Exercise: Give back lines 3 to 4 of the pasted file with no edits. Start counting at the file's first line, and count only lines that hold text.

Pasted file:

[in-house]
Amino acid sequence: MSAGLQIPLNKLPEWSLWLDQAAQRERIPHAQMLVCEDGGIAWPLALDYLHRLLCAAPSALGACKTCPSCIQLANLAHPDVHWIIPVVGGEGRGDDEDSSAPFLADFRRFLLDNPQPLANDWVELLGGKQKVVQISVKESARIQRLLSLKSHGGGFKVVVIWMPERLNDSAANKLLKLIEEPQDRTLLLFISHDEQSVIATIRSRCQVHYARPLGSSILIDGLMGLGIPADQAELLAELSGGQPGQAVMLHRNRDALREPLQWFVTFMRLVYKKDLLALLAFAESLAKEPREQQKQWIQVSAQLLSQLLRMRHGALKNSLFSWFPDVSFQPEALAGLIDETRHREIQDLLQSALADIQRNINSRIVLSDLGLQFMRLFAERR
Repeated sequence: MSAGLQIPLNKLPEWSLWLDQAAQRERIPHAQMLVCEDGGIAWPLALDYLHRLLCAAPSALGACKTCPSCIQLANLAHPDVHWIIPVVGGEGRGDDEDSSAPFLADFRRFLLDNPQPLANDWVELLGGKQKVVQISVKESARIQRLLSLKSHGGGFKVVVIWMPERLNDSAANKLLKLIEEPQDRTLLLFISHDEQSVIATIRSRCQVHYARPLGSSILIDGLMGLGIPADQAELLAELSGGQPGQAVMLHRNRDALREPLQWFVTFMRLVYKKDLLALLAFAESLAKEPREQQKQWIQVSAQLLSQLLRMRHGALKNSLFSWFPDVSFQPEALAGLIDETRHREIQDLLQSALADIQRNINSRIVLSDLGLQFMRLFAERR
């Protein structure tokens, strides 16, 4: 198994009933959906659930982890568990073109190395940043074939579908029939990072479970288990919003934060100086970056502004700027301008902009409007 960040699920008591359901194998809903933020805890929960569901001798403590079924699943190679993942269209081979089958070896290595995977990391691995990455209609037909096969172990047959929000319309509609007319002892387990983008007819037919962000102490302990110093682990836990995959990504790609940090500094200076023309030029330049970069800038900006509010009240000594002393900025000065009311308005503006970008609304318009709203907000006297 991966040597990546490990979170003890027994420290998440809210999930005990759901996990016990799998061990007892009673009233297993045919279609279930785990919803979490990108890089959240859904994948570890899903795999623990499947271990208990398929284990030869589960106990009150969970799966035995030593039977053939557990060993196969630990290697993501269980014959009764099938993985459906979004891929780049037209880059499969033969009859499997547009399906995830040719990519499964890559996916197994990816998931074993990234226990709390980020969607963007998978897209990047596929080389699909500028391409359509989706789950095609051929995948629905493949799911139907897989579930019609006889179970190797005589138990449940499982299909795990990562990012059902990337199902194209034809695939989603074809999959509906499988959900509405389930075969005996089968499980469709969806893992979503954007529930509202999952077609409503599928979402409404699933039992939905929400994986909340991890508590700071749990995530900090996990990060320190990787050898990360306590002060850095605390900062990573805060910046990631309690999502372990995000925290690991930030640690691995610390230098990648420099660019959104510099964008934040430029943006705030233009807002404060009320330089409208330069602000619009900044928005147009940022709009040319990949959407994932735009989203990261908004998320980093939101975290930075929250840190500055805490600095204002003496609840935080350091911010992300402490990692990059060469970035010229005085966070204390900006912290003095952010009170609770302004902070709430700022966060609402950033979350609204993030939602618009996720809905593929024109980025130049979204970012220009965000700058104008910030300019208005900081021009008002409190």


Repeated sequence: MSAGLQIPLNKLPEWSLWLDQAAQRERIPHAQMLVCEDGGIAWPLALDYLHRLLCAAPSALGACKTCPSCIQLANLAHPDVHWIIPVVGGEGRGDDEDSSAPFLADFRRFLLDNPQPLANDWVELLGGKQKVVQISVKESARIQRLLSLKSHGGGFKVVVIWMPERLNDSAANKLLKLIEEPQDRTLLLFISHDEQSVIATIRSRCQVHYARPLGSSILIDGLMGLGIPADQAELLAELSGGQPGQAVMLHRNRDALREPLQWFVTFMRLVYKKDLLALLAFAESLAKEPREQQKQWIQVSAQLLSQLLRMRHGALKNSLFSWFPDVSFQPEALAGLIDETRHREIQDLLQSALADIQRNINSRIVLSDLGLQFMRLFAERR
């Protein structure tokens, strides 16, 4: 198994009933959906659930982890568990073109190395940043074939579908029939990072479970288990919003934060100086970056502004700027301008902009409007 960040699920008591359901194998809903933020805890929960569901001798403590079924699943190679993942269209081979089958070896290595995977990391691995990455209609037909096969172990047959929000319309509609007319002892387990983008007819037919962000102490302990110093682990836990995959990504790609940090500094200076023309030029330049970069800038900006509010009240000594002393900025000065009311308005503006970008609304318009709203907000006297 991966040597990546490990979170003890027994420290998440809210999930005990759901996990016990799998061990007892009673009233297993045919279609279930785990919803979490990108890089959240859904994948570890899903795999623990499947271990208990398929284990030869589960106990009150969970799966035995030593039977053939557990060993196969630990290697993501269980014959009764099938993985459906979004891929780049037209880059499969033969009859499997547009399906995830040719990519499964890559996916197994990816998931074993990234226990709390980020969607963007998978897209990047596929080389699909500028391409359509989706789950095609051929995948629905493949799911139907897989579930019609006889179970190797005589138990449940499982299909795990990562990012059902990337199902194209034809695939989603074809999959509906499988959900509405389930075969005996089968499980469709969806893992979503954007529930509202999952077609409503599928979402409404699933039992939905929400994986909340991890508590700071749990995530900090996990990060320190990787050898990360306590002060850095605390900062990573805060910046990631309690999502372990995000925290690991930030640690691995610390230098990648420099660019959104510099964008934040430029943006705030233009807002404060009320330089409208330069602000619009900044928005147009940022709009040319990949959407994932735009989203990261908004998320980093939101975290930075929250840190500055805490600095204002003496609840935080350091911010992300402490990692990059060469970035010229005085966070204390900006912290003095952010009170609770302004902070709430700022966060609402950033979350609204993030939602618009996720809905593929024109980025130049979204970012220009965000700058104008910030300019208005900081021009008002409190």